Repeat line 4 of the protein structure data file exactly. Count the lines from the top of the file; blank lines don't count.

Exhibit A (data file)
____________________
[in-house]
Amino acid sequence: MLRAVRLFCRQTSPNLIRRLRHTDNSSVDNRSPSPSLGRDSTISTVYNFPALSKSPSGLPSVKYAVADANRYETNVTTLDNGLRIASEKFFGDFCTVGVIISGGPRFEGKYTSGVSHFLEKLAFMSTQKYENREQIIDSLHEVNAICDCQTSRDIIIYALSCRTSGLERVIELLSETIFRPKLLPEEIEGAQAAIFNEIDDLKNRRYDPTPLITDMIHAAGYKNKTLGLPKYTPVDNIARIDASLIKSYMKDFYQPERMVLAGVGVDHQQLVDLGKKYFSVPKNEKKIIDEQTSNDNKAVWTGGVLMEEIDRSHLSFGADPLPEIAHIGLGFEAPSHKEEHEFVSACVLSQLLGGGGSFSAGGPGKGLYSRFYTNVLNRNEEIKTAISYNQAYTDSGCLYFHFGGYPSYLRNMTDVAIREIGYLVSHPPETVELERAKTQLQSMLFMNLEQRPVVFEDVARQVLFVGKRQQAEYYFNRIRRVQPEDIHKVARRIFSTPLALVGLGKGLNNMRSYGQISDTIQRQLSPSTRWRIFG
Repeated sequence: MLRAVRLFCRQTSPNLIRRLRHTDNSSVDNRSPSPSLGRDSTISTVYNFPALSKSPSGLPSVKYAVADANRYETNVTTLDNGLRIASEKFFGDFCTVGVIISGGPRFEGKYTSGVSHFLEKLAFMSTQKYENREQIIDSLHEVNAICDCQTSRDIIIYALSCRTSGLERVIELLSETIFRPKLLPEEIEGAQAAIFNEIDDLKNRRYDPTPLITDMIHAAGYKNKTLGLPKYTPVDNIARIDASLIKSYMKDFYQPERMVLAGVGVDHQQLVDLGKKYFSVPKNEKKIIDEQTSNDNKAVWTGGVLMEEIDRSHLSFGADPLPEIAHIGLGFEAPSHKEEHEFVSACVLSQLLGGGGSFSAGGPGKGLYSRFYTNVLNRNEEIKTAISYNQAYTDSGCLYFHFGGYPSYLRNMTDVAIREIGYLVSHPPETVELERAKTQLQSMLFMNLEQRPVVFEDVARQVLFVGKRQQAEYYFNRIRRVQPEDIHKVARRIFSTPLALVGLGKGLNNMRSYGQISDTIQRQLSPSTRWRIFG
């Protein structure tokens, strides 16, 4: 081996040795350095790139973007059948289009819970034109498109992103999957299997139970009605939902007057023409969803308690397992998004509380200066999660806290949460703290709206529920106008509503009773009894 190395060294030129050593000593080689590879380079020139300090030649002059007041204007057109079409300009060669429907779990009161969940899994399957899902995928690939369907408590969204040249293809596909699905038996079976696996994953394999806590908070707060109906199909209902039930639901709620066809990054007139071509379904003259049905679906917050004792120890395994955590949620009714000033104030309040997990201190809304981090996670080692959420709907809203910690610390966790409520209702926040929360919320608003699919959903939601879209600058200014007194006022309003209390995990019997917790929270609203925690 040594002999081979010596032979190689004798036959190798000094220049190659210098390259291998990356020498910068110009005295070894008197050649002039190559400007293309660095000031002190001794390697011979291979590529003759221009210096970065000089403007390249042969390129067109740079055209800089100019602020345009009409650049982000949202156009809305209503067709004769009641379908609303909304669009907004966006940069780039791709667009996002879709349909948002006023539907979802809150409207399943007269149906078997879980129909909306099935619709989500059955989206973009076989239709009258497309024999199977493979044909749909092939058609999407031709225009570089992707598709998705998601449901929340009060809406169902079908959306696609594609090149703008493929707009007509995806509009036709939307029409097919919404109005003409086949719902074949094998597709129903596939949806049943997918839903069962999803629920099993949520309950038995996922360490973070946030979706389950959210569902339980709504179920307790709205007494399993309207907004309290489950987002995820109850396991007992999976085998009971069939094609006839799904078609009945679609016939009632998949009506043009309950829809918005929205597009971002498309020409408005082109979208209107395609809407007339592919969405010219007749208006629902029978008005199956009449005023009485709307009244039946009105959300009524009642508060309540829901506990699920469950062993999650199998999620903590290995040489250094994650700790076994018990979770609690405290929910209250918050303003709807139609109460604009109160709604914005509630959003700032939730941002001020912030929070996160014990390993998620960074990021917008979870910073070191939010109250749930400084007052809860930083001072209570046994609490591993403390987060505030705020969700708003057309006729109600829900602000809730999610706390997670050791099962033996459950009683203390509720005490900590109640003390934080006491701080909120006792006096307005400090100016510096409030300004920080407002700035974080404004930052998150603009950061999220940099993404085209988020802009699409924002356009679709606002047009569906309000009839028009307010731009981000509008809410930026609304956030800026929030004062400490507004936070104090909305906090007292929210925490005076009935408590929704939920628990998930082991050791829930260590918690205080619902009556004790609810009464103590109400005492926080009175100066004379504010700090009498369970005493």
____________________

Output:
């Protein structure tokens, strides 16, 4: 081996040795350095790139973007059948289009819970034109498109992103999957299997139970009605939902007057023409969803308690397992998004509380200066999660806290949460703290709206529920106008509503009773009894 190395060294030129050593000593080689590879380079020139300090030649002059007041204007057109079409300009060669429907779990009161969940899994399957899902995928690939369907408590969204040249293809596909699905038996079976696996994953394999806590908070707060109906199909209902039930639901709620066809990054007139071509379904003259049905679906917050004792120890395994955590949620009714000033104030309040997990201190809304981090996670080692959420709907809203910690610390966790409520209702926040929360919320608003699919959903939601879209600058200014007194006022309003209390995990019997917790929270609203925690 040594002999081979010596032979190689004798036959190798000094220049190659210098390259291998990356020498910068110009005295070894008197050649002039190559400007293309660095000031002190001794390697011979291979590529003759221009210096970065000089403007390249042969390129067109740079055209800089100019602020345009009409650049982000949202156009809305209503067709004769009641379908609303909304669009907004966006940069780039791709667009996002879709349909948002006023539907979802809150409207399943007269149906078997879980129909909306099935619709989500059955989206973009076989239709009258497309024999199977493979044909749909092939058609999407031709225009570089992707598709998705998601449901929340009060809406169902079908959306696609594609090149703008493929707009007509995806509009036709939307029409097919919404109005003409086949719902074949094998597709129903596939949806049943997918839903069962999803629920099993949520309950038995996922360490973070946030979706389950959210569902339980709504179920307790709205007494399993309207907004309290489950987002995820109850396991007992999976085998009971069939094609006839799904078609009945679609016939009632998949009506043009309950829809918005929205597009971002498309020409408005082109979208209107395609809407007339592919969405010219007749208006629902029978008005199956009449005023009485709307009244039946009105959300009524009642508060309540829901506990699920469950062993999650199998999620903590290995040489250094994650700790076994018990979770609690405290929910209250918050303003709807139609109460604009109160709604914005509630959003700032939730941002001020912030929070996160014990390993998620960074990021917008979870910073070191939010109250749930400084007052809860930083001072209570046994609490591993403390987060505030705020969700708003057309006729109600829900602000809730999610706390997670050791099962033996459950009683203390509720005490900590109640003390934080006491701080909120006792006096307005400090100016510096409030300004920080407002700035974080404004930052998150603009950061999220940099993404085209988020802009699409924002356009679709606002047009569906309000009839028009307010731009981000509008809410930026609304956030800026929030004062400490507004936070104090909305906090007292929210925490005076009935408590929704939920628990998930082991050791829930260590918690205080619902009556004790609810009464103590109400005492926080009175100066004379504010700090009498369970005493």